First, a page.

At the start of 1895, Oscar Wilde was the toast of London, widely feted for his most recent stage success, An Ideal Husband. But by May of the same year, Wilde was in Reading prison sentenced to hard labour. 'De Profundis' is an epistolic account of Oscar Wilde's spiritual journey while in prison, and describes his new, shocking conviction that 'the supreme vice is shallowness'. This edition also includes further letters to his wife, his friends, the Home Secretary, newspaper editors and his lover Lord Alfred Douglas - Bosie - himself, as well as 'The Ballad of Reading Gaol', the heart-rending poem about a man sentenced to hang for the murder of the woman he loved.
This Penguin edition is based on the definitive Complete Letters, edited by Wilde's grandson Merlin Holland. Colm Tóibín's introduction explores Wilde's duality in love, politics and literature. This edition also includes notes on the text and suggested further reading.
Oscar Wilde was born in Dublin. His three volumes of short fiction, The Happy Prince, Lord Arthur Savile's Crime and A House of Pomegranates, together with his only novel, The Picture of Dorian Gray, won him a reputation as a writer with an original talent, a reputation enhanced by the phenomenal success of his society comedies - Lady Windermere's Fan, A Woman of No Importance, An Ideal Husband and The Importance of Being Earnest.
Colm Tóibín is the author of five novels, including The Blackwater Lightship and The Master, and a collection of stories, Mothers and Sons. His essay collection Love in a Dark Time: Gay Lives from Wilde to Almodovar appeared in 2002. He is the editor of The Penguin Book of Irish Fiction.
A provocative meditation on race, Claudia Rankine's long-awaited follow up to her groundbreaking book Don't Let Me Be Lonely: An American Lyric.
Claudia Rankine's bold new book recounts mounting racial aggressions in ongoing encounters in twenty-first-century daily life and in the media. Some of these encounters are slights, seeming slips of the tongue, and some are intentional offensives in the classroom, at the supermarket, at home, on the tennis court with Serena Williams and the soccer field with Zinedine Zidane, online, on TV-everywhere, all the time. The accumulative stresses come to bear on a person's ability to speak, perform, and stay alive. Our addressability is tied to the state of our belonging, Rankine argues, as are our assumptions and expectations of citizenship. In essay, image, and poetry, Citizen is a powerful testament to the individual and collective effects of racism in our contemporary, often named "post-race" society.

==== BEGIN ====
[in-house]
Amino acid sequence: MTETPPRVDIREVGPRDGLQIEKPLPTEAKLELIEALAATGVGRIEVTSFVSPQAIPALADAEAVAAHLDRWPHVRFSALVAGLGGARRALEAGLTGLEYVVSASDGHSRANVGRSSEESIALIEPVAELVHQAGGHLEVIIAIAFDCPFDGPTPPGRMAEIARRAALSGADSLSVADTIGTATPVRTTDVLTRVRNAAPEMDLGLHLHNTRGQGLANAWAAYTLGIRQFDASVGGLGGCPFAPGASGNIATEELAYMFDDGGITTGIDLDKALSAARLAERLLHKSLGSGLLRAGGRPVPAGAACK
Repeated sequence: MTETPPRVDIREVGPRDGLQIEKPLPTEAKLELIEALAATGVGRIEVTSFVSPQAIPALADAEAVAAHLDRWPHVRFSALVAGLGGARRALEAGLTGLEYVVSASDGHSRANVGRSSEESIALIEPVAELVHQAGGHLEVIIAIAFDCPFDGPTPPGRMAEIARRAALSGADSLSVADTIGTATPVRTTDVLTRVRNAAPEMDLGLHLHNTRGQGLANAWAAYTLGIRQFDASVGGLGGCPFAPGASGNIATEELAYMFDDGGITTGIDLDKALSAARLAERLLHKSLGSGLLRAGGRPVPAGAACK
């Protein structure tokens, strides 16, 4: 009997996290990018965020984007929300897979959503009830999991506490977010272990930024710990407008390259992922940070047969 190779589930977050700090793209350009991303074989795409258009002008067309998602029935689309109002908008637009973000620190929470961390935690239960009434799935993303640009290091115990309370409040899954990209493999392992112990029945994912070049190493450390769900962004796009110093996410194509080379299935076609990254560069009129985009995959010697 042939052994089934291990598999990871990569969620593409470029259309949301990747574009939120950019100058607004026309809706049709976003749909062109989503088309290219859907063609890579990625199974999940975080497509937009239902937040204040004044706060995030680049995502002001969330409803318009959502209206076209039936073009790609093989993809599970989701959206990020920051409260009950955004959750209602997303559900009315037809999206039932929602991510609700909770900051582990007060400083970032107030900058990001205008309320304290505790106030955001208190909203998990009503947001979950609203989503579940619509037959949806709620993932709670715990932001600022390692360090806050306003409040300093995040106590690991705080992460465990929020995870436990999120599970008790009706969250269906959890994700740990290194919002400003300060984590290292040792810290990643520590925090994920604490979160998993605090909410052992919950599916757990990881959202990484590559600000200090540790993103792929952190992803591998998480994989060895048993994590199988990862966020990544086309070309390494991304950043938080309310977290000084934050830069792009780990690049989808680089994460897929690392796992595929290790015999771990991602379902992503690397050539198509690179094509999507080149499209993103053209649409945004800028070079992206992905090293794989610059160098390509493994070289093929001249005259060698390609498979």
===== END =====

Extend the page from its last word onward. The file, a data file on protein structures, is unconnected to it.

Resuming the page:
A DIALOGUE. Persons: Cyril and Vivian. Scene: the Library of a
country house in Nottinghamshire.
CYRIL (coming in through the open window from the terrace). My
dear Vivian, don't coop yourself up all day in the library. It is
a perfectly lovely afternoon. The air is exquisite. There is a
mist upon the woods, like the purple bloom upon a plum. Let us go
and lie on the grass and smoke cigarettes and enjoy Nature.
VIVIAN. Enjoy Nature! I am glad to say that I have entirely lost
that faculty. People tell us that Art makes us love Nature more
than we loved her before; that it reveals her secrets to us; and
that after a careful study of Corot and Constable we see things in
her that had escaped our observation. My own experience is that
the more we study Art, the less we care for Nature. What Art
really reveals to us is Nature's lack of design, her curious
crudities, her extraordinary monotony, her absolutely unfinished
condition. Nature has good intentions, of course, but, as
Aristotle once said, she cannot carry them out. When I look at a
landscape I cannot help seeing all its defects. It is fortunate
for us, however, that Nature is so imperfect, as otherwise we
should have no art at all. Art is our spirited protest, our
gallant attempt to teach Nature her proper place. As for the
infinite variety of Nature, that is a pure myth. It is not to be
found in Nature herself. It resides in the imagination, or fancy,
or cultivated blindness of the man who looks at her.
CYRIL. Well, you need not look at the landscape. You can lie on
the grass and smoke and talk.
VIVIAN. But Nature is so uncomfortable. Grass is hard and lumpy
and damp, and full of dreadful black insects. Why, even Morris's
poorest workman could make you a more comfortable seat than the
whole of Nature can. Nature pales before the furniture of 'the
street which from Oxford has borrowed its name,' as the poet you
love so much once vilely phrased it. I don't complain. If Nature
had been comfortable, mankind would never have invented
architecture, and I prefer houses to the open air. In a house we
all feel of the proper proportions. Everything is subordinated to
us, fashioned for our use and our pleasure. Egotism itself, which
is so necessary to a proper sense of human dignity, is entirely the
result of indoor life. Out of doors one becomes abstract and
impersonal. One's individuality absolutely leaves one. And then
Nature is so indifferent, so unappreciative. Whenever I am walking
in the park here, I always feel that I am no more to her than the
cattle that browse on the slope, or the burdock that blooms in the
ditch. Nothing is more evident than that Nature hates Mind.
Thinking is the most unhealthy thing in the world, and people die
of it just as they die of any other disease. Fortunately, in
England at any rate, thought is not catching. Our splendid
physique as a people is entirely due to our national stupidity. I
only hope we shall be able to keep this great historic bulwark of
our happiness for many years to come; but I am afraid that we are
beginning to be over-educated; at least everybody who is incapable
of learning has taken to teaching - that is really what our
enthusiasm for education has come to. In the meantime, you had
better go back to your wearisome uncomfortable Nature, and leave me
to correct my proofs.